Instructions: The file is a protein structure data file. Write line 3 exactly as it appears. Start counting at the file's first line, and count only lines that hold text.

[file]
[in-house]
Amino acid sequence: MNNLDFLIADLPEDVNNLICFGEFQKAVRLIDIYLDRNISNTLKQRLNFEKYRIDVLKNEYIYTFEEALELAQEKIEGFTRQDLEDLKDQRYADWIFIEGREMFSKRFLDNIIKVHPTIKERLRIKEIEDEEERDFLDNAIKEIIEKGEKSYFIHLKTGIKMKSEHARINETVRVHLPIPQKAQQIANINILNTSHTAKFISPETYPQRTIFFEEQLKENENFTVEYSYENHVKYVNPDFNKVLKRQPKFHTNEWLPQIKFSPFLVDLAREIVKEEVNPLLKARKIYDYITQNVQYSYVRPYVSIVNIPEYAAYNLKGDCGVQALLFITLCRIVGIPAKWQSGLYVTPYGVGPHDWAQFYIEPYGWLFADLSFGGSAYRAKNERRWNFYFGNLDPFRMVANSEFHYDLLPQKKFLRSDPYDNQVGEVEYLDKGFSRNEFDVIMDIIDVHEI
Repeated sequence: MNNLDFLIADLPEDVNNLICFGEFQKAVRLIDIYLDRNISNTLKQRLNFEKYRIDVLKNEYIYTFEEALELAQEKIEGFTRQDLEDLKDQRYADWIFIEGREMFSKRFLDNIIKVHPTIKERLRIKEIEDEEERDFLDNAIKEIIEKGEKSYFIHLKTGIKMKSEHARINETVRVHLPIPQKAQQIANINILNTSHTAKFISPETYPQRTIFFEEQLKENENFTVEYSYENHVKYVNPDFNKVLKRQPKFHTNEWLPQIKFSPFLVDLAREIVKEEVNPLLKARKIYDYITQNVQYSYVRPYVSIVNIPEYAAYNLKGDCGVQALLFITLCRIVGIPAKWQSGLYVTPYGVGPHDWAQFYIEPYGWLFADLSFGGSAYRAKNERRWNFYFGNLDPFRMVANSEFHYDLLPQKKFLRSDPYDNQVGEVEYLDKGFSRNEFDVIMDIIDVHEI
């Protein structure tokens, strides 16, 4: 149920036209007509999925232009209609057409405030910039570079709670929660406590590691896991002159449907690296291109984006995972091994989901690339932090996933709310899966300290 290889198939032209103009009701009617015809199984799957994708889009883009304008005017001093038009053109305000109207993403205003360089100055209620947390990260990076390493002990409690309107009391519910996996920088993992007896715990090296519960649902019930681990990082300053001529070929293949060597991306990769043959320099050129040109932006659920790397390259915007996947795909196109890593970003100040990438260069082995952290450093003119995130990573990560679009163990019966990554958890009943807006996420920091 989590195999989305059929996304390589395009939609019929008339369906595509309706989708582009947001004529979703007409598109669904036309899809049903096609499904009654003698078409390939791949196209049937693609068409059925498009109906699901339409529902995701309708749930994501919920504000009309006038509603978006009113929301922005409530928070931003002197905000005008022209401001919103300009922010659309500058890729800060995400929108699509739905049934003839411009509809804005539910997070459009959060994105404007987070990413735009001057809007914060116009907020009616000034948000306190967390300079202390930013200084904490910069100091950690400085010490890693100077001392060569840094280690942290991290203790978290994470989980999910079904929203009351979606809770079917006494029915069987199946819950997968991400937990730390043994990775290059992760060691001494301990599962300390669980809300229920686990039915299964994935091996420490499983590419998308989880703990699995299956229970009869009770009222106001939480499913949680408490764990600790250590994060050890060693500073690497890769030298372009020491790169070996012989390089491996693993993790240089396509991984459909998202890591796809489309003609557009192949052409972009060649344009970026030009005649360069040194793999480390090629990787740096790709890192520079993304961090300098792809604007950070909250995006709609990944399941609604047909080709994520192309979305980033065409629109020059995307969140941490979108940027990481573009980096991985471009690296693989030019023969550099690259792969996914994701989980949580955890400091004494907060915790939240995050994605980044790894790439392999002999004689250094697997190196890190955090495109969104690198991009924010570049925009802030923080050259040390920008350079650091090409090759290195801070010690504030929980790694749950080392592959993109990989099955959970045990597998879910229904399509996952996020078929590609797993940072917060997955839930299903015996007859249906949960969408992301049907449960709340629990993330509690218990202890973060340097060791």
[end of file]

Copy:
Repeated sequence: MNNLDFLIADLPEDVNNLICFGEFQKAVRLIDIYLDRNISNTLKQRLNFEKYRIDVLKNEYIYTFEEALELAQEKIEGFTRQDLEDLKDQRYADWIFIEGREMFSKRFLDNIIKVHPTIKERLRIKEIEDEEERDFLDNAIKEIIEKGEKSYFIHLKTGIKMKSEHARINETVRVHLPIPQKAQQIANINILNTSHTAKFISPETYPQRTIFFEEQLKENENFTVEYSYENHVKYVNPDFNKVLKRQPKFHTNEWLPQIKFSPFLVDLAREIVKEEVNPLLKARKIYDYITQNVQYSYVRPYVSIVNIPEYAAYNLKGDCGVQALLFITLCRIVGIPAKWQSGLYVTPYGVGPHDWAQFYIEPYGWLFADLSFGGSAYRAKNERRWNFYFGNLDPFRMVANSEFHYDLLPQKKFLRSDPYDNQVGEVEYLDKGFSRNEFDVIMDIIDVHEI